Sunday, February 28, 2010

Readying for Re-Entry

February 28, 2010

This is Sunday, the last day of my one-month vacay in Fairhope. It's been by turns edifying, exhilarating, stimulating, and disappointing--but I'm leaving with a sense of accomplishment and eagerness to get back to my life in New Jersey. By far the best part of the vacation was the escape to moderate temperatures in a February that may go on record as one of the most brutal in the Northeast since they started noting such things in weather history.

I'm starting to get packed, and hope for a marathon tutorial on my new Mac today from the person I refer to as my Mac-friend, who has the patience of Job and knows the equipment literally from the inside out. When I sit at a computer I tend to think of it as a glorified typewriter, and ignore many of the features and programs that would make working on it easier and more effective than the old Smith Corona. Maybe I'll get some new information that will bring me more in line with the 21st Century. However, knowing computer-geeks types under the age of 60, I may not see him at all today and will be on my own with the electronics.

I tell some of the story of this month on my other blog, Finding Myself in Hoboken. It will be months and perhaps years before I actually know what I got out of this month, but I am already trying to address its significance. The weather factor is really what brought me here, but Fairhope itself imposed its will on my journey by throwing a few people in my path and exposing me to the ambiance unique to the town. The family homestead in Montrose seems to have been sold (with a closing date set for mid-March) and my brother and I were drawn closer in our mutual dealings with the absent sister who has all the cards. I did not have time to accomplish all the things on my own agenda, but none was crucial, and, being on vacation, I did not push myself to do anything that didn't come rather easily.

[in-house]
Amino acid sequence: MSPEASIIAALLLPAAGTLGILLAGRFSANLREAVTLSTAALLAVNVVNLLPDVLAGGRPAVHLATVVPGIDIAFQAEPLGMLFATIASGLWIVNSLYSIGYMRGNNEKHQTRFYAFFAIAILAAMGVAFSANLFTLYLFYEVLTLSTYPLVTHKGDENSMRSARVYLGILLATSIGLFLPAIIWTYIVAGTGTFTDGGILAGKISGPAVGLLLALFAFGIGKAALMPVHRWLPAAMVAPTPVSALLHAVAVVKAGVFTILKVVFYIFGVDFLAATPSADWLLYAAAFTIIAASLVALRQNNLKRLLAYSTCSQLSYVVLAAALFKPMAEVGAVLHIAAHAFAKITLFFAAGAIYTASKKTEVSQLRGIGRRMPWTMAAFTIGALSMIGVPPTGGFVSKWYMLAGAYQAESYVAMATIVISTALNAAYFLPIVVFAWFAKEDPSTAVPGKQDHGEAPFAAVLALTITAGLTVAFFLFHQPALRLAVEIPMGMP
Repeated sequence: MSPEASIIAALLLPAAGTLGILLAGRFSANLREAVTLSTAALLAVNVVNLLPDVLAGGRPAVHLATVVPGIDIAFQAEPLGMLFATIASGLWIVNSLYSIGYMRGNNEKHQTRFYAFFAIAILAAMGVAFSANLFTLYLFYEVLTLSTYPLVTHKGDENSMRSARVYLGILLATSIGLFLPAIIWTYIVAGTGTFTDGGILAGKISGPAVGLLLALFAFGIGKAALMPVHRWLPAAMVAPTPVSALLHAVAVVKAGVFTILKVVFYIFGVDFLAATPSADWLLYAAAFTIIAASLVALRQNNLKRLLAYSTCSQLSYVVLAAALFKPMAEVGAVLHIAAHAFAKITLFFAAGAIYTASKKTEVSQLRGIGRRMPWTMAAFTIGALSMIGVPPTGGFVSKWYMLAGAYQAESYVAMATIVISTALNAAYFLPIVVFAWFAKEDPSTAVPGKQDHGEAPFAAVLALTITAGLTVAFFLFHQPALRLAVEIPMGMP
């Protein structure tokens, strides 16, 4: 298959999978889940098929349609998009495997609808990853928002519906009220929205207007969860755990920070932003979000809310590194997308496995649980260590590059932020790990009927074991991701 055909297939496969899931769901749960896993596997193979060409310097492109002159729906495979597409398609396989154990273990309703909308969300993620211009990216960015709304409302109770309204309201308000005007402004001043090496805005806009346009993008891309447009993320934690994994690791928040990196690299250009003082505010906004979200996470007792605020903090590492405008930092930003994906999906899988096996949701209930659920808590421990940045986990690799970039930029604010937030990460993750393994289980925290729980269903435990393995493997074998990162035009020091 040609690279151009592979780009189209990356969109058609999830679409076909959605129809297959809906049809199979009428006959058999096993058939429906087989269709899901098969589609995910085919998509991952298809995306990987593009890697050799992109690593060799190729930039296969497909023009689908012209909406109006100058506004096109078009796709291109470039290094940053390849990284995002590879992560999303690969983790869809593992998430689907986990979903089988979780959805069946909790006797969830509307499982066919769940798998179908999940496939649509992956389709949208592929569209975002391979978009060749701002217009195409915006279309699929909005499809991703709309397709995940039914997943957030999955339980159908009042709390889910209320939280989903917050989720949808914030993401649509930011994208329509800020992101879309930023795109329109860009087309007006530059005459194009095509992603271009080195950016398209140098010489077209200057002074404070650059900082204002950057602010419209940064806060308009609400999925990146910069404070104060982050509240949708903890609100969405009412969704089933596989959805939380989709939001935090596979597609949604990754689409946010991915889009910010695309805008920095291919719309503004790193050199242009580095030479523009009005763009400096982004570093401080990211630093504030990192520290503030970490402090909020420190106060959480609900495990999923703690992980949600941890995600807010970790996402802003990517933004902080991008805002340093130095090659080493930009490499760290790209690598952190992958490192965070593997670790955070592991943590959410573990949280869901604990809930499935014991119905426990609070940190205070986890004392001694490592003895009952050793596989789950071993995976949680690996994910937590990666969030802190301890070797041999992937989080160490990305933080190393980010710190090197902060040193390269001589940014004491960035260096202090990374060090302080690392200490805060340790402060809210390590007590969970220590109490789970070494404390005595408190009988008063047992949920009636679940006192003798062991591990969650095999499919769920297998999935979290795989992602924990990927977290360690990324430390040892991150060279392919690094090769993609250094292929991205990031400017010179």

I took out a temporary membership at the gym at the hospital and kept up my exercise program as well as I could--going at least three times every week and usually four, as I do in Hoboken. I tried to watch what I ate, but have no doubt will have gained a few pounds. I went to a lot of dinner parties and even gave one myself.

Being in Fairhope changes people a little, and I hope I have changed for the better this time. I reflected on why I left and why I still enjoy the place when I return, and why I look forward to leaving and also look forward to a return visit next year. Just thinking about all that will change you a little. Fairhope means more to me than it might to most people, because it ignites inner conflict ("You can't go home again") that may never be resolved, or might actually have been resolved years ago. My book The Fair Hope of Heaven describes this pretty well, I think.

I visited with so many people, way more than I do in a month in Hoboken. Most of them assume I've got at least one more book in me, and all who do beg me to write about something other than Fairhope. I came here with the intention of starting work on just that, and have not written one word of it.

Starting work as a writer doesn't always mean writing. What is buzzing around in my brain now may well become a book in coming years. If so, I think it will be a good one. And I think Fairhope will have a place in it, if only because of my own back story, having grown up in Utopia (apologies to Paul Gaston, who has a recent and excellent book about Fairhope with that title), left it, and never stopped looking back.

Wednesday, February 24, 2010

The House I Built

February 24, 2010
Today I was driving in Montrose, the village where I lived until the age of 19 when I left to get married, the village that is now almost completely swallowed up by Fairhope itself. I decided to whip out the digital camera and get a photo of the house I built in 1999 and lived in until about 2003.